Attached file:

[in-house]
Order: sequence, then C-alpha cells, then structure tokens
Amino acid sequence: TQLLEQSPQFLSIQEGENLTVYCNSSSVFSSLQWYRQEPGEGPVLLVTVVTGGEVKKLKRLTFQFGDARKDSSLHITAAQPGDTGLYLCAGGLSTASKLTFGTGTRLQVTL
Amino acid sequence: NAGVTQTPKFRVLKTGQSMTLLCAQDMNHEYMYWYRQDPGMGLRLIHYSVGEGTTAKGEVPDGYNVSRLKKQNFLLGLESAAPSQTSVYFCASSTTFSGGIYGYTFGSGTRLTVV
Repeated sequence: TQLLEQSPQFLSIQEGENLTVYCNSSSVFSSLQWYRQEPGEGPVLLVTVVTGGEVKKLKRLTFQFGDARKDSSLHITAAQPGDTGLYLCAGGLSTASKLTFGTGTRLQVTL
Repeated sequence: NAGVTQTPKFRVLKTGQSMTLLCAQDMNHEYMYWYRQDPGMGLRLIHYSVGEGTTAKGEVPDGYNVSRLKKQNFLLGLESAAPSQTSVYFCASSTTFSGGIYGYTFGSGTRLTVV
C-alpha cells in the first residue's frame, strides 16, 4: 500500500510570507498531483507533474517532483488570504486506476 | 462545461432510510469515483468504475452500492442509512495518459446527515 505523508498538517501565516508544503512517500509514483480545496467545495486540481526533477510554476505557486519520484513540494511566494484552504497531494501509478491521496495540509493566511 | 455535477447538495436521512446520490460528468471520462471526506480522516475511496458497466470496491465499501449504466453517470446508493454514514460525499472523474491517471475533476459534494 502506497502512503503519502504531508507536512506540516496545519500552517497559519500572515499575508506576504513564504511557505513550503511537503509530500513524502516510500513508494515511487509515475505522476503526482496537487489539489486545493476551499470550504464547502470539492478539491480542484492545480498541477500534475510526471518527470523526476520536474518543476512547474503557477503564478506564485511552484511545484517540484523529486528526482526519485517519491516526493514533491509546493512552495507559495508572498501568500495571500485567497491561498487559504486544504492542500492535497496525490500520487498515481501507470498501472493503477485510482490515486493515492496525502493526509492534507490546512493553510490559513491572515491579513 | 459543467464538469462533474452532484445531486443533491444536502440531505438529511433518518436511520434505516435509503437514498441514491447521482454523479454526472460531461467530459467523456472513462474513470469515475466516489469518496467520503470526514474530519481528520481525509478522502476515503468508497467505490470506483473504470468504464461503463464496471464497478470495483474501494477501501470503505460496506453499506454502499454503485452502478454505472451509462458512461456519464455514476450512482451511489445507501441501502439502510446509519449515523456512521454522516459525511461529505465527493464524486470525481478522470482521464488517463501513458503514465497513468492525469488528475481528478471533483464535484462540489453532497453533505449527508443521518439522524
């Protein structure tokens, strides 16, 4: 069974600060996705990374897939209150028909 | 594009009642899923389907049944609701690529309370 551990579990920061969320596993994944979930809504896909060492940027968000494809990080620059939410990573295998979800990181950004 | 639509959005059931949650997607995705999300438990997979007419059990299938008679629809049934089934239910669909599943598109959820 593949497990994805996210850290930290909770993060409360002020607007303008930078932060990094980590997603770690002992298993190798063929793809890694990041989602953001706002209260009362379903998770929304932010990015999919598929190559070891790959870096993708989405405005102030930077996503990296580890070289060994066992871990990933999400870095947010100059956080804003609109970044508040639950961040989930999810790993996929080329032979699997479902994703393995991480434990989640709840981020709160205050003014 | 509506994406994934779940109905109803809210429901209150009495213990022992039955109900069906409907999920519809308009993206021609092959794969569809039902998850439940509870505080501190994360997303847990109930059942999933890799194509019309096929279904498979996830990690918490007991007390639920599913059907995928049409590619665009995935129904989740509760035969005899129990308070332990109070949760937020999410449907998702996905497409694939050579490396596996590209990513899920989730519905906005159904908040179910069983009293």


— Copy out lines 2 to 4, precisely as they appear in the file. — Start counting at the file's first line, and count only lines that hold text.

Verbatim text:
Order: sequence, then C-alpha cells, then structure tokens
Amino acid sequence: TQLLEQSPQFLSIQEGENLTVYCNSSSVFSSLQWYRQEPGEGPVLLVTVVTGGEVKKLKRLTFQFGDARKDSSLHITAAQPGDTGLYLCAGGLSTASKLTFGTGTRLQVTL
Amino acid sequence: NAGVTQTPKFRVLKTGQSMTLLCAQDMNHEYMYWYRQDPGMGLRLIHYSVGEGTTAKGEVPDGYNVSRLKKQNFLLGLESAAPSQTSVYFCASSTTFSGGIYGYTFGSGTRLTVV